Alternatively, for starters, I’d like to see Thor get his hammer back. Perhaps Doc Strange could put the broken metal together and restore its magic? Thor without Mjolhir is like Dr Who without a Tardis, or James Bond without a gadget-car. Infinity War appears likely to establish that, without his ‘signature’ shield, Steve Rogers is no longer Captain America. So, basically, he has become Nomad (an alternative identity for Rogers from the comics). It follows that the god of thunder really does need a hammer because, along with his red cape, it’s a traditional and fundamental part of his character in Marvel comics lore. Thor’s hammer is canonical, his new axe is not. If Mjolhir is gone forever, Marvel might as well get rid of Thor... and so I return to my suggestion that killing off all the original Avengers (the main quartet of Cap, Shellhead, Goldilocks, and Hulk, in particular) might be such a great idea for Infinity War. It would fulfil hypnotised Stark’s premonition from Avengers: Age Of Ultron, and sets up the next response team to do some proper avenging, directed by the Russo brothers, in the still-untitled concluding Avengers movie.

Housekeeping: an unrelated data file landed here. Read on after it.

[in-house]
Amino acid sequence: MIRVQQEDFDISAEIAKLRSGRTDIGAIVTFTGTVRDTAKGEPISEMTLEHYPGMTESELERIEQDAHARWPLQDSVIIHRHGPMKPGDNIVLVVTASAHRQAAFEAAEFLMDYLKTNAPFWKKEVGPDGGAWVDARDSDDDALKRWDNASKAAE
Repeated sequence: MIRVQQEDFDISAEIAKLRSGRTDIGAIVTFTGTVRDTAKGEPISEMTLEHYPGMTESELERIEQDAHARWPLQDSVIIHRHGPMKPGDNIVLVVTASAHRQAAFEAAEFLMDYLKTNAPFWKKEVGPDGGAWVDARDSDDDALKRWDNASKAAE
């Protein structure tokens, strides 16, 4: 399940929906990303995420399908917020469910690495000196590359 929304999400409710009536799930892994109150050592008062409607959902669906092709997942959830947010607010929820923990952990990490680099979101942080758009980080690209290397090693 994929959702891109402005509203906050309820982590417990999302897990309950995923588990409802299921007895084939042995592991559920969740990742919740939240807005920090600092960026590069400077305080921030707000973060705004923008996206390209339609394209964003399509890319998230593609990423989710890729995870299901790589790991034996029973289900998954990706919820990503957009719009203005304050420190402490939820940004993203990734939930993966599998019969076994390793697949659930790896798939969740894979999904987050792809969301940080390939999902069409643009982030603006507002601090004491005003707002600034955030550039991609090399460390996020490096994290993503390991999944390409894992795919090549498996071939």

Monday, 12 March 2018


Watched the MYTHICA series of movies. The first two were directed by Anne Black, and they both offer Tolkien-inspired fantasy tropes, with a serious tone that elevates the material from low-budget familiarity to a level where characters emerge from the shadows of genre clichés. 

The later pictures by other (male) directors, tend to lapse into 1980s styled genre adventures that are charming with plenty of witty fun stuff going on. Enemies of the heroes range from giant monsters like dragons and ogres, to scenery-chewing villains like pirates or zombies. 

Sometimes,  cheesy qualities of the later movies lack the mythical import of Black's more traditionalist, yet wholly original, efforts. Melanie Stone is nearly great as the magic, ultimately tragic, heroine Merak.

A fight to the death at the end of the world!

Mythica: A Quest For Heroes (2014)
Mythica: The Darkspore (2015)
Mythica: The Necromancer (2015)
Mythica: The Iron Crown (2016)
Mythica: The Dragon Slayer (aka: Mythica: The Godslayer, 2016)

Friday, 2 March 2018

Thor 3